NASHVILLE, Tenn. (TSU News Service) – As the nation deals with an increasing number of mental health issues, Tennessee State University is providing resources to address the mental well-being of its students, especially amid the pandemic.
Incidents of suicide, or extreme bouts of depression and anxiety, have consistently made headlines across the country. Recent national statistics show 44 percent of college students reported having symptoms of depression and anxiety. Thirty percent of students reported feeling depressed in the past year, mainly because of the coronavirus that has impacted just about everyone in one way or another over the last two years.
Most colleges and universities have returned to in-person classes. But before that, students learned remotely, the majority at home. In some cases, says Dr. Richard Garvin, assistant professor of psychology at TSU, students had to stay in abusive environments, where campus living may have provided an escape.
“Let’s just assume the worse in that they’ve been living with an emotional or physical abuser,” says Garvin. “And they used to go to class as their way out. But now, they’re at home for 17 months. So that trauma kind of compounded itself.”
Garvin says the scarring that may have resulted from such an environment is why mental health programs like the ones offered through the University Counseling Center are so important.
Junior Darius Boyd says he is appreciative of the mental health programs TSU offers because he has peers in need of help. He says the pandemic continues to affect their lives, such as students struggling to raise grades that fell because COVID-19 forced them to learn remotely instead of in-person.
“It’s unbelievable how many students are affected by depression, especially during the pandemic,” says Boyd, a business information systems major from Memphis, Tennessee. “People’s lives have been shaken, including mine.”
Programs offered through the Counseling Center include:
- Individual counseling and psychological services support
- “Let’s Talk,” which consists of virtual drop-in hours three times a week for a brief (approximately 30 minutes), informal, friendly, no-cost consultation visit.
- Crisis support and intervention
- Psychological Assessment and Evaluation
- Training opportunities
- Campus outreach and consultation services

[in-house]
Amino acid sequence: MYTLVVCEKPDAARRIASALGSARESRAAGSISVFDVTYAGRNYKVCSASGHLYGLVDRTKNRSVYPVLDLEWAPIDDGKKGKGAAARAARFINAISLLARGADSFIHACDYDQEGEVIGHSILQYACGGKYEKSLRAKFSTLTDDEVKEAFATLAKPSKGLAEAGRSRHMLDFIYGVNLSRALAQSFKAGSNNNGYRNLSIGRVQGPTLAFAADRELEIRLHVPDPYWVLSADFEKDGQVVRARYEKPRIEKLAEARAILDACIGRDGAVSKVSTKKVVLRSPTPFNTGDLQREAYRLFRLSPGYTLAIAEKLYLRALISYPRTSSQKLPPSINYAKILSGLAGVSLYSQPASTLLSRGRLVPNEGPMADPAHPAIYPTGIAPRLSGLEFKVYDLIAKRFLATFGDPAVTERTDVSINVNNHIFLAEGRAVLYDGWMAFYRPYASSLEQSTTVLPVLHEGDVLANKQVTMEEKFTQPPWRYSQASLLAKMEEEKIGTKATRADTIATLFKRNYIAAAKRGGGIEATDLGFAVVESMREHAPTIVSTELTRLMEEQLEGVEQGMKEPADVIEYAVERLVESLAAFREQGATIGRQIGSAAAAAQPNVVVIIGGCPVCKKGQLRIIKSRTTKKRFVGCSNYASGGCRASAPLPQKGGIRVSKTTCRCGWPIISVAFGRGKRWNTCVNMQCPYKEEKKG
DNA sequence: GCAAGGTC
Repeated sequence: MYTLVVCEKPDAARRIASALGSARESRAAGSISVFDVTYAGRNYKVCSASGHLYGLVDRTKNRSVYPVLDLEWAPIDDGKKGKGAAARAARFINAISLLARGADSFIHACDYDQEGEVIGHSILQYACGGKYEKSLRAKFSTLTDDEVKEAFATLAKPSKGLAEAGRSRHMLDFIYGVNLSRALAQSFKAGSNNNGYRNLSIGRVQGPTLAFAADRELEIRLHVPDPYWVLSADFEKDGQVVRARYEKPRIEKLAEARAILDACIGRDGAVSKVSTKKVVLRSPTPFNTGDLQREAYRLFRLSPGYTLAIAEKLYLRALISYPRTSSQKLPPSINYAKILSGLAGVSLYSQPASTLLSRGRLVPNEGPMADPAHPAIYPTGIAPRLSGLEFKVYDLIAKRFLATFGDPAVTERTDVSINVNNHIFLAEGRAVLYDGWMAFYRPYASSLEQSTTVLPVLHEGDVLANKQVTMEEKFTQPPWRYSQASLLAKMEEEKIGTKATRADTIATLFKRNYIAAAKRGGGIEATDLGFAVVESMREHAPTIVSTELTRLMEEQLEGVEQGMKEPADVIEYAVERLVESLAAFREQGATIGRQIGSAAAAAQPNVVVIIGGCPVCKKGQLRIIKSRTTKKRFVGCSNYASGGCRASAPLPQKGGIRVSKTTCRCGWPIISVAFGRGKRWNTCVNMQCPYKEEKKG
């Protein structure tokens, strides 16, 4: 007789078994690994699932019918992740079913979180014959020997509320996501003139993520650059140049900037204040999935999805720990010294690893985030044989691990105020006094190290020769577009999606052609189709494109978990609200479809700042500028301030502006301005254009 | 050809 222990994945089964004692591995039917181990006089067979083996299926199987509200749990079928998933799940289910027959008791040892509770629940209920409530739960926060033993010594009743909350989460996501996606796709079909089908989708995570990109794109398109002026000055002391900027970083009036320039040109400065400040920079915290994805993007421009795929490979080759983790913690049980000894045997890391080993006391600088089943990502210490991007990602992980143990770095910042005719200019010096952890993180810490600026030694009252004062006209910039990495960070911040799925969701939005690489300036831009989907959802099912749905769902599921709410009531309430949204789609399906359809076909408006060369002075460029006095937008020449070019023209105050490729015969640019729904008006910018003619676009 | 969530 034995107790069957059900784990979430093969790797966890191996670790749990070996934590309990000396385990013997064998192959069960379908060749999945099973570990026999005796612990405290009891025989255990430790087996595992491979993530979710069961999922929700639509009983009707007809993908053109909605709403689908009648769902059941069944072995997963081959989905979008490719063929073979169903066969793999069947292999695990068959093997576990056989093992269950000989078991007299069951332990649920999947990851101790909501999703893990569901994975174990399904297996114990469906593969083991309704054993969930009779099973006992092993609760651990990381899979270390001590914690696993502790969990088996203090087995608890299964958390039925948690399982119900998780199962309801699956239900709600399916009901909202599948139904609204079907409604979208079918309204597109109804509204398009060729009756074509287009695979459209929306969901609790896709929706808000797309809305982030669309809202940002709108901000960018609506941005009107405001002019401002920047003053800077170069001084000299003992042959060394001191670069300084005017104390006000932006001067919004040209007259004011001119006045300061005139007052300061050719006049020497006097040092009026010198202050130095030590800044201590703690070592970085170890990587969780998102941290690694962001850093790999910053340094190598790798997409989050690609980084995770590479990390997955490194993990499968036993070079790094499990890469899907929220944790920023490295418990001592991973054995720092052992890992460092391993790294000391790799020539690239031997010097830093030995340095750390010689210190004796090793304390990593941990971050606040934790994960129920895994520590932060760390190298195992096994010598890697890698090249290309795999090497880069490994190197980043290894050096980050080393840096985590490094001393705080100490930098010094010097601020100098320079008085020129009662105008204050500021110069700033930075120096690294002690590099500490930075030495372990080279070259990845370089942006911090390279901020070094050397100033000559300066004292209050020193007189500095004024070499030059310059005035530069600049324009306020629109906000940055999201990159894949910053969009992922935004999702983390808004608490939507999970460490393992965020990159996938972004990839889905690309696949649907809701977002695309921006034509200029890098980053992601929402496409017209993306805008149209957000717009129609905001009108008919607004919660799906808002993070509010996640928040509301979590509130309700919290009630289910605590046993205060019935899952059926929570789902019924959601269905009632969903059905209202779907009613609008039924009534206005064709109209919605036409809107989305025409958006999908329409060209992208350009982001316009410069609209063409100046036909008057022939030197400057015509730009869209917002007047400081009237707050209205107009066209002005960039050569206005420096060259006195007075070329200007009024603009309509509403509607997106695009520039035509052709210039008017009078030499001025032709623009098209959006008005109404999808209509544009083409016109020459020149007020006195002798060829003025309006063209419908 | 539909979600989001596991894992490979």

“TSU is committed to the well-being of our students and their mental health is our top priority,” says Frank Stevenson, associate vice president for student affairs and dean of students. “The stress from the pandemic has created an uptick in the use of services, thus we have increased resources by serving our students in new and innovative ways. “
The Center also offers consultation with faculty and staff regarding student well-being and outreach presentations. Additionally, TSU has partnered with MyURGENCYMD telehealth services powered by TSU to support students when the Center has limited appointment availability or for after-hours support.
For more information about TSU’s Counseling Center, visit https://www.tnstate.edu/counseling/.
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Founded in 1912, Tennessee State University is Nashville’s only public university, and is a premier, historically black university and land-grant institution offering 39 bachelor’s degree programs, 24 master’s degree programs, and eight doctoral degrees. TSU is a comprehensive research intensive institution with a R-2 Carnegie designation, and has a graduate school on its downtown Avon Williams Campus, along with the Otis Floyd Nursery Research Center in McMinnville, Tennessee. With a commitment to excellence, Tennessee State University provides students with a quality education in a nurturing and innovative environment that prepares them as alumni to be global leaders in every facet of society. Visit the University online at tnstate.edu.